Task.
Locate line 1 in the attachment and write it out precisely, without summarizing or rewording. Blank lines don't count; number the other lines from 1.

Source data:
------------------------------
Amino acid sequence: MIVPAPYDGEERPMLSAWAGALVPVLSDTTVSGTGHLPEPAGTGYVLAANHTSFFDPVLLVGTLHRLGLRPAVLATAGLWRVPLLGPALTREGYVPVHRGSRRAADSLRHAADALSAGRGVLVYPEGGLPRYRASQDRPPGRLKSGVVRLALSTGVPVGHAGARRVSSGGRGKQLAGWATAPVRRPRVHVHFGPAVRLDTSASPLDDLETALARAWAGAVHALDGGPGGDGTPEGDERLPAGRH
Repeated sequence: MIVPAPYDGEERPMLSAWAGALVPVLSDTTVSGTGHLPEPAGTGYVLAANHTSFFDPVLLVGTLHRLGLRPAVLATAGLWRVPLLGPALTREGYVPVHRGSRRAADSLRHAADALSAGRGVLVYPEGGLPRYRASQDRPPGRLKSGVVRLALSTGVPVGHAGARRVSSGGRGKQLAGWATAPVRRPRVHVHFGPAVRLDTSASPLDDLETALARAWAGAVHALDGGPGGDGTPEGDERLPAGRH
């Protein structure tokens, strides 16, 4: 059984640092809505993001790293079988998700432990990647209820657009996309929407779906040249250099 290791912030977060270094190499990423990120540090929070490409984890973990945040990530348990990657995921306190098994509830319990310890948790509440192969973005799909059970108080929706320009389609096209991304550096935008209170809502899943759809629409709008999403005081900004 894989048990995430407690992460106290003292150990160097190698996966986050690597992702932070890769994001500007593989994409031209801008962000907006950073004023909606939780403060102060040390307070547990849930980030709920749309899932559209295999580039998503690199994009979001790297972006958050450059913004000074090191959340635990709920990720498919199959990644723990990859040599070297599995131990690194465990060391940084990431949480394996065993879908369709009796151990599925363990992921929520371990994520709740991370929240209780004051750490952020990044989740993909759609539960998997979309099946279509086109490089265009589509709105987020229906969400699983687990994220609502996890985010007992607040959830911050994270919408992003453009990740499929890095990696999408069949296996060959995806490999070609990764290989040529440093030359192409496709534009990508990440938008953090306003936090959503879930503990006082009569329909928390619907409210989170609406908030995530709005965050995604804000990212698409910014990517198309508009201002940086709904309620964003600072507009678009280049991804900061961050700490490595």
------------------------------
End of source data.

Amino acid sequence: MIVPAPYDGEERPMLSAWAGALVPVLSDTTVSGTGHLPEPAGTGYVLAANHTSFFDPVLLVGTLHRLGLRPAVLATAGLWRVPLLGPALTREGYVPVHRGSRRAADSLRHAADALSAGRGVLVYPEGGLPRYRASQDRPPGRLKSGVVRLALSTGVPVGHAGARRVSSGGRGKQLAGWATAPVRRPRVHVHFGPAVRLDTSASPLDDLETALARAWAGAVHALDGGPGGDGTPEGDERLPAGRH